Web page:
Whatever you do, you cannot empty a packet of shirataki, douse the shirataki in sauce, and call it dinner. Despite containing no fish, shirataki carry a strong fishy taste, which must be rinsed and replaced with other flavors.

Shirataki shine in Japanese braises and stews with rich broths. Think of dishes like sukiyaki (leeks, shiitake mushrooms, and other vegetables mingle with thin slices of beef in a sweet soy broth) and oden (daikon, carrots, eggs, and fish cakes simmered in a rich dashi). Shirataki will take on the flavors of the broths without losing their chew.

Ideas to get you started

While tofu and non-tofu shirataki varieties can be used interchangeably, below find suggestions for each application below.


Shirataki’s Japanese roots indicate that it adapts excellently to stir-fries, including those that would commonly include a starchier noodle like yakisoba. The advantage of shirataki is that it will never overcook and turn to mush, so err on the side of cooking longer rather than shorter to ensure maximum flavor transfer. Below is one of my go-to preparations, where I use tofu fettuccine shirataki for its thicker texture:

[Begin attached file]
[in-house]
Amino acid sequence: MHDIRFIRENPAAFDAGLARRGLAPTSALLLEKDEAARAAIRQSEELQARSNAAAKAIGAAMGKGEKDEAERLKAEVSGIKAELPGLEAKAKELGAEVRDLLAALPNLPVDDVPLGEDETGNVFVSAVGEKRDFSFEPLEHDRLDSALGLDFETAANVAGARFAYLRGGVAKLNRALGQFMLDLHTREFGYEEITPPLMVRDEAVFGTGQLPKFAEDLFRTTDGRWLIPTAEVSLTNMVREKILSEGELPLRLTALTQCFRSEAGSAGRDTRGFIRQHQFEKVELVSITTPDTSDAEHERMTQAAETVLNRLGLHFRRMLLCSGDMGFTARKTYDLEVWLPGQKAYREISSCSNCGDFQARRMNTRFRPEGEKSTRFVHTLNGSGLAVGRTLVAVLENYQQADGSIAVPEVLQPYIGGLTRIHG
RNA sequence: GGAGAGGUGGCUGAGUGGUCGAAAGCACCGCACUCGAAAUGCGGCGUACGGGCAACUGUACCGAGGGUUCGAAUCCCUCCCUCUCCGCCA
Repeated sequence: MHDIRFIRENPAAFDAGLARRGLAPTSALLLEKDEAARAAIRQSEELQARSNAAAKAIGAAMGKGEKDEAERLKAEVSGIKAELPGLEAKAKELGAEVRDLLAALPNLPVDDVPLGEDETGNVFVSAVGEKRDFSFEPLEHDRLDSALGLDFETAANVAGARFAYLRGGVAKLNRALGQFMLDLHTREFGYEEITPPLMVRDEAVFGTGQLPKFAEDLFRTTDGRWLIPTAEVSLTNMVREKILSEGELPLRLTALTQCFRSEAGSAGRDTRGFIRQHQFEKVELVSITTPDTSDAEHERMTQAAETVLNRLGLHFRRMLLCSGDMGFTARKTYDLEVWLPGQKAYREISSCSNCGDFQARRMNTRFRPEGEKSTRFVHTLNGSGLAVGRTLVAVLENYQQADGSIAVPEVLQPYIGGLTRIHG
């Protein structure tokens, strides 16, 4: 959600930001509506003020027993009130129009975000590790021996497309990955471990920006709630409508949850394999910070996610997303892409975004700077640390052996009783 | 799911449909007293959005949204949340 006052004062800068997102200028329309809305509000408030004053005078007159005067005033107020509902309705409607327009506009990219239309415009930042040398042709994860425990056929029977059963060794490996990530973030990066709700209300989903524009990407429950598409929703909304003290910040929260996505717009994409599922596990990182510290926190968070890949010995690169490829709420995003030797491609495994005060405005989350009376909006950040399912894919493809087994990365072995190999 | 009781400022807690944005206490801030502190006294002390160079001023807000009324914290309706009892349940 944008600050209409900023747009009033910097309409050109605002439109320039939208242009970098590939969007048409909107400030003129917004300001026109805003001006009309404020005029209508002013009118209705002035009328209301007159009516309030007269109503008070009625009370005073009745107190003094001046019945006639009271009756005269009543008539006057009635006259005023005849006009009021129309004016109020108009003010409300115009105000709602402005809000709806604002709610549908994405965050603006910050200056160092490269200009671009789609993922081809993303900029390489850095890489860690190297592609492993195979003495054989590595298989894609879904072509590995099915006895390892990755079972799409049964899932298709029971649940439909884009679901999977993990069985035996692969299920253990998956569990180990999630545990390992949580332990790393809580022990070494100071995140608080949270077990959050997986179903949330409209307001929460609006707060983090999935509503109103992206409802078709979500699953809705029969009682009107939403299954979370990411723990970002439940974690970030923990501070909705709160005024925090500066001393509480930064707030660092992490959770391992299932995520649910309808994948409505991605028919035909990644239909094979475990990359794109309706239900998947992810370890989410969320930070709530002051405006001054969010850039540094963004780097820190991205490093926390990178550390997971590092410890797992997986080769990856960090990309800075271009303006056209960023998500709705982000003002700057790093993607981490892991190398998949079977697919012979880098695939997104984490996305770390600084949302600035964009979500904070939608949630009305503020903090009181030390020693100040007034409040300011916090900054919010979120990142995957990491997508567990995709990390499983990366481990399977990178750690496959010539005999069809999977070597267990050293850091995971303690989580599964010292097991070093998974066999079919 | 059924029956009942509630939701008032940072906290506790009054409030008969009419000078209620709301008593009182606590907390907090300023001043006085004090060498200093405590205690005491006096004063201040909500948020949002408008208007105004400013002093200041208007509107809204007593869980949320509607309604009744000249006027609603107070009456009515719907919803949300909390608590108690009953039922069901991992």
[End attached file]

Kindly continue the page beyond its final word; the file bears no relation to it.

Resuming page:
Slice an onion (or some alliums of your choice) and sauté with julienned carrots, sliced cabbage, and mushrooms. Season with salt to taste. At this stage, drain and rinse one package of shirataki and add it to the pan. The shirataki will release quite a lot of liquid, as they are stored in water, so take a minute to cook off the liquid until the pan is dry. Add a tablespoon of sake, a teaspoon of soy sauce (or more to taste), and continue cooking until the shirataki has absorbed the seasonings. Fry an egg on the side to top your dish and finish with a final scattering of bonito flakes. Feel free to play with the seasoning; this is also delicious with Worcestershire instead of soy.


While it is classic to add shirataki to dishes like sukiyaki and oden, the noodles can also be adapted to other dishes where you would want to add texture to a flavorful broth. I recommend using classic (non-tofu) shirataki for its more toothsome texture in such applications. For example, you can even use shirataki in a tomato sauce, as long as you take care to simmer the drained and rinsed shirataki in the sauce for at least five minutes so that it can absorb the flavors.


As much as shirataki is a dish best enjoyed simmered with other flavors, they also adapt marvelously to cold preparations because they’re so delightfully slippery and silky. For this style, use the thinner tofu spaghetti shirataki so that the dressing can more easily season the noodles. After you have blanched shirataki for at least one minute in hot water, drain and cool the shiratak by rinsing them in cold water. Now top the shirataki with ingredients of your choice, such as kimchi, julienned cucumber, poached egg, nori, and sesame dressing; wasabi, grated ginger, wakame, and mentsuyu (a dashi-based soup base); or sliced radishes, natto, ponzu, and a scattering of sesame seeds.

Once you get a taste of a thoroughly seasoned shirataki strand, there really is no turning back. Diets are fickle, but shirataki is a constant.